I appreciate your asking for clarification. I hope this clarifies it for you.

  13. Jo, thank you for mentioning some of the most wonderful women in wine!
    It elevates all of us and opens the eyes of many.

  14. Jo Diaz says:

    Thanks, Marlene. As I’ve written, there’s certainly Part II now due.

  15. Sorry for the delay in my response Joe, and yes, I’m very appreciative of your clarification. The term “supported” can be seen in many ways, but as your response very clearly lays out, it is meant in a very loving mutually supportive manner 🙂

  16. Jo Diaz says:

    Yes, it is Gabriella. I can see where it might have been interpreted otherwise… in a very “old school” way; but, you and I are way past that one. Our partners are an extension of who we are – I very clearly saw that in Lisbon (and vice versa). A true yin-yang unit, which I saw the two of you as, trades off and works off each other, but it’s always one strong coupling. I admire it when I see it in others. It’s a rarity.

  17. Alana Gentry says:

    Fantastic list and LOVE the way you approached it. You made my heart sing with your description of my blog and me. Doesn’t it feel good to be understood?! You have been a role model for me more than you probably know. I read the guys but I do suspect they dismiss me as an “enthusiast.” On the other hand 50% of my blog readers are guys! Hah!

    On another note, I’m trying to keep my blog true to its mission/roots and you know I have a lot more to say about a lot of subjects, so I’m teaming up with an exciting well-funded, NY-based online magazine, coming soon. When I run their entire wine division, I’ll remember the girls.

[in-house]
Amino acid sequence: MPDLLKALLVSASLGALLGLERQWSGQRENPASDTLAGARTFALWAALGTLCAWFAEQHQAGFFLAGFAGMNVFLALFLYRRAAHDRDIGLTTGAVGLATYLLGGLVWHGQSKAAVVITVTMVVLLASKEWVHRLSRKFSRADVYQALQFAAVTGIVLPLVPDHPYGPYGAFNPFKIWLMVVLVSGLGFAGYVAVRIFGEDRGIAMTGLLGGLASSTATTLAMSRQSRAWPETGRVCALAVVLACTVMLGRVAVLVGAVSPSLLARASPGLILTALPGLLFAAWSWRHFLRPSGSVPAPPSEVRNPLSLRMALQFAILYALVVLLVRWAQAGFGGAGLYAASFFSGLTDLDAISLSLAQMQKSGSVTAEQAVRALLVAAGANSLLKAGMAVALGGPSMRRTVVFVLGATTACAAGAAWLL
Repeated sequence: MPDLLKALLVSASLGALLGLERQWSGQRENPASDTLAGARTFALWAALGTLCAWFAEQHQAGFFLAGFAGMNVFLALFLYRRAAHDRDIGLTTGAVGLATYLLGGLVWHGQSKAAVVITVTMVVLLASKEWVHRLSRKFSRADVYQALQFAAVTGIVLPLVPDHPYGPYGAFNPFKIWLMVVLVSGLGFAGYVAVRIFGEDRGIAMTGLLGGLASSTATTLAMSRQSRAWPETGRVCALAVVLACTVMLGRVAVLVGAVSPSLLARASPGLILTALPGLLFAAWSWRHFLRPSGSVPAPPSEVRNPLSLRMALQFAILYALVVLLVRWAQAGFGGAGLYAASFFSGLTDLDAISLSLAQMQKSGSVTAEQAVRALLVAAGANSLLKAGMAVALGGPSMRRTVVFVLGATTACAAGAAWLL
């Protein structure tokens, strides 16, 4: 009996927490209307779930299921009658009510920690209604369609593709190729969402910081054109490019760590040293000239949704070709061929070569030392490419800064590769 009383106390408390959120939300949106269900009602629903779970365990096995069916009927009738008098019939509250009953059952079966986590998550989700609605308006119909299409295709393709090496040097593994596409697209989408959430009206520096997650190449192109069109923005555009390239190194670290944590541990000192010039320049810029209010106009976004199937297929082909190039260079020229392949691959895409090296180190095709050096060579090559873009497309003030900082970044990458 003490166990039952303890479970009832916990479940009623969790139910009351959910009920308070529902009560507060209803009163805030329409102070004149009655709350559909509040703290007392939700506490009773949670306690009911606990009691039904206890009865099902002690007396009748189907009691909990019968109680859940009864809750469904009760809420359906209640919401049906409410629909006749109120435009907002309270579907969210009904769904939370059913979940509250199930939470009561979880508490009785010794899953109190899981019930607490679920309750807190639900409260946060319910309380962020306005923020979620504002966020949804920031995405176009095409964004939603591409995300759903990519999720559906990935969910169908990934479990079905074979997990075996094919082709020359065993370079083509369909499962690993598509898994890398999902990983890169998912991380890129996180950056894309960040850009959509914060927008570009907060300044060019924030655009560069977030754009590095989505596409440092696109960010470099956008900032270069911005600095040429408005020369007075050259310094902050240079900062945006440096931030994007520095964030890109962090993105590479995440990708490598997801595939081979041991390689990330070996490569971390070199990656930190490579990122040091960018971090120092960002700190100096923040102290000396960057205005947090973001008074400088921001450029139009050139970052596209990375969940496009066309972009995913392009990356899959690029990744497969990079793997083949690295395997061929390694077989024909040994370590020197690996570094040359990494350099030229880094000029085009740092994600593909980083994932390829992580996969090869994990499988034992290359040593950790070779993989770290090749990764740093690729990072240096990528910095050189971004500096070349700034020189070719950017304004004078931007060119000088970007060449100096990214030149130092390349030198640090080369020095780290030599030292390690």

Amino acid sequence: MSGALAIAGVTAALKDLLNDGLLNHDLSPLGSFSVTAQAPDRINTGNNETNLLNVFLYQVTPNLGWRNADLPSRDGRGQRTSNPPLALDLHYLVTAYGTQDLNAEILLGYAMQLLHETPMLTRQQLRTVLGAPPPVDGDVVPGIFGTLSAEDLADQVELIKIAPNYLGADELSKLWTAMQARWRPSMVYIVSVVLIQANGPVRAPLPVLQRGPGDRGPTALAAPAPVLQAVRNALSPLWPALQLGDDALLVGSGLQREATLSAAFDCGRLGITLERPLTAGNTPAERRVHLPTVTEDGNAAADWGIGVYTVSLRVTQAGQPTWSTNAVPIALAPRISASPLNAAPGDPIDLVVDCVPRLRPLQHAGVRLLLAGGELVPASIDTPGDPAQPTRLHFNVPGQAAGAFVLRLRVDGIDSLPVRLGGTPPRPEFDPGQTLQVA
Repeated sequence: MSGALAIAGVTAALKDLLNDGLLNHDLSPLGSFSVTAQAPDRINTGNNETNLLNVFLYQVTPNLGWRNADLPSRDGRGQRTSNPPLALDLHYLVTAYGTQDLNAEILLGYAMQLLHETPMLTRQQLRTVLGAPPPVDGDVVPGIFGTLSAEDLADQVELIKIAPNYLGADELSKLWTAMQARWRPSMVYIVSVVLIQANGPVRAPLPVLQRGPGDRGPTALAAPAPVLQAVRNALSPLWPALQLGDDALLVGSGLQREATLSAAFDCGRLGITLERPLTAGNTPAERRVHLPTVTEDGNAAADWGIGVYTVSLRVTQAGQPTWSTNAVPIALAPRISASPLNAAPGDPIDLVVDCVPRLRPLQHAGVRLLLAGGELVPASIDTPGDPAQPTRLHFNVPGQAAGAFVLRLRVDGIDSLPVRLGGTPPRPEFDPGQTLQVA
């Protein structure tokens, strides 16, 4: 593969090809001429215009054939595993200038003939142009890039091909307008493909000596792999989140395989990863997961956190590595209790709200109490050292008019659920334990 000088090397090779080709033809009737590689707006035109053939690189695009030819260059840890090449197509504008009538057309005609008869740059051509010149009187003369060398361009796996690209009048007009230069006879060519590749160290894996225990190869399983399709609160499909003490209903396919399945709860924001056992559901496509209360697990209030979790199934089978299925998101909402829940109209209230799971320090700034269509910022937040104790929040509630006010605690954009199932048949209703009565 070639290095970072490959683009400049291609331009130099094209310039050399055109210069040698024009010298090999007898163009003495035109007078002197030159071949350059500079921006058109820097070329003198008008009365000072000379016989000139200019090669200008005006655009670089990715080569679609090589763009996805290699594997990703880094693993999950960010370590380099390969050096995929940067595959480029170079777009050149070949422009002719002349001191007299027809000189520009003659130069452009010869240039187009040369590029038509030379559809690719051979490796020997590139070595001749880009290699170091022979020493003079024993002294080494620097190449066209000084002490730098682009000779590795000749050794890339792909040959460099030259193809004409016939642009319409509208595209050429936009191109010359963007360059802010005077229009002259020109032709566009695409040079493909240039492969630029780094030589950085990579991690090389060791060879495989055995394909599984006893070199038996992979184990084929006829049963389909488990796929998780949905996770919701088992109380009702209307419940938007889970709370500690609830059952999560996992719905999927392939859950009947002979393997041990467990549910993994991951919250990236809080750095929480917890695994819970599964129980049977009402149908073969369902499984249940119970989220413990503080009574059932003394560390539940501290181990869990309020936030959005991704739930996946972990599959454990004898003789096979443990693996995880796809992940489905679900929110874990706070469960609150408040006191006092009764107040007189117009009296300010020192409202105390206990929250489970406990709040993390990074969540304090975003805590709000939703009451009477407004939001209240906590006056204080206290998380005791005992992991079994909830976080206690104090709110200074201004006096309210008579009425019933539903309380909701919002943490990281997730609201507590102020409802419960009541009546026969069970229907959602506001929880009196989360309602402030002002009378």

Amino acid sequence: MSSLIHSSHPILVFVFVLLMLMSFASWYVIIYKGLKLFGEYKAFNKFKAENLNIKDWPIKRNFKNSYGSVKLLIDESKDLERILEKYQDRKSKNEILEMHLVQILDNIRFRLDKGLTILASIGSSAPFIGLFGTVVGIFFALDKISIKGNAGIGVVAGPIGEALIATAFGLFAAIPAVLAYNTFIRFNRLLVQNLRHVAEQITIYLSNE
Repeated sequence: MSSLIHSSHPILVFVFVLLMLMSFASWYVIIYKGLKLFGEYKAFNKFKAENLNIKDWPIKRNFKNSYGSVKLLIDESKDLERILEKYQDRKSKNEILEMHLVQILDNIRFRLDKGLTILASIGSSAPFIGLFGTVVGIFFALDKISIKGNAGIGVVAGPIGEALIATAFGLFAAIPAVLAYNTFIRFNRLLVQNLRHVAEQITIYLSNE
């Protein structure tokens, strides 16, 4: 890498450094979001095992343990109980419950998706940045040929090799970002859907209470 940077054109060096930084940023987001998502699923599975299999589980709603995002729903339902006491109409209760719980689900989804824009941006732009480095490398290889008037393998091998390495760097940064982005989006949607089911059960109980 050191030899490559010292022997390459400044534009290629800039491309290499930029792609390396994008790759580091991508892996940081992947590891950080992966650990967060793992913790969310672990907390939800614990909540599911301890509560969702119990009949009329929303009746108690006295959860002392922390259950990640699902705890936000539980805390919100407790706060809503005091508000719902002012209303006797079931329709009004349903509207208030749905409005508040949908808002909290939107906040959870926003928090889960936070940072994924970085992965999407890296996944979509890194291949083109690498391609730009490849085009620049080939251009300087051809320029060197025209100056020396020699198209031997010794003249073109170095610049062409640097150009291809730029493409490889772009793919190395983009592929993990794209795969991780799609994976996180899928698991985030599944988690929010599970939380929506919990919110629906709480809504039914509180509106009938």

Bottom line, thanks so much for creating this list. Good job!

  18. Jo Diaz says:


    Happy to make your heart sing!

    the interesting thing about the study I read is that not only do men read men, and women read women, but women also read men a lot, too.

    Culture? Evolution with guy having done most of the jobs away from home for so long that women are still evolving into more leadership roles and still have a way to go?

    Then, there’s my egg and sperm theory… Think of the actions of each and how far sperm travel, as compared to the egg. One quick path for the egg and the sperm has to do the St. Vitas dance to (maybe) be the chose one.

    Good luck with the on-line magazine!

  19. Thank you so much, Jo, for such kind and generous praise! What an honor to be included in this company!

    As a feminist, I also appreciate your calling attention to this issue. When I read Jeff’s article, I too noticed it was an all boys club. I am grateful to you for speaking up about it here and on Steve’s blog too.

    (PS I wrote about you writing about Steve writing about Jeff…and in the end I recommend my readers check out all the links to all these blogs–and especially yours!)

  20. […] Last week, Jo Diaz on her blog “Jo’s Juicy Tales” honored and celebrated several w… Click the link below to enter a world of wine blogging…and wine bloggers! Recently Jo Diaz discussed Steve Heimoff’s column “Beyond Blogging” about  Jeff Lefrevre’s column “How to Become a Wine Wonk” in Forbes. (Did you follow that or did it get too incestuous?) In his column, Jeff recommends several wine sites and wine bloggers worth reading and why. His list of 12 sites includes Joe Roberts aka 1 Wine Dude, Alder Yarrow of Vinography, Tyler Coleman aka Dr. Vino and Steve Heimoff of Steve Heimoff.com, all fine wine bl … Read More […]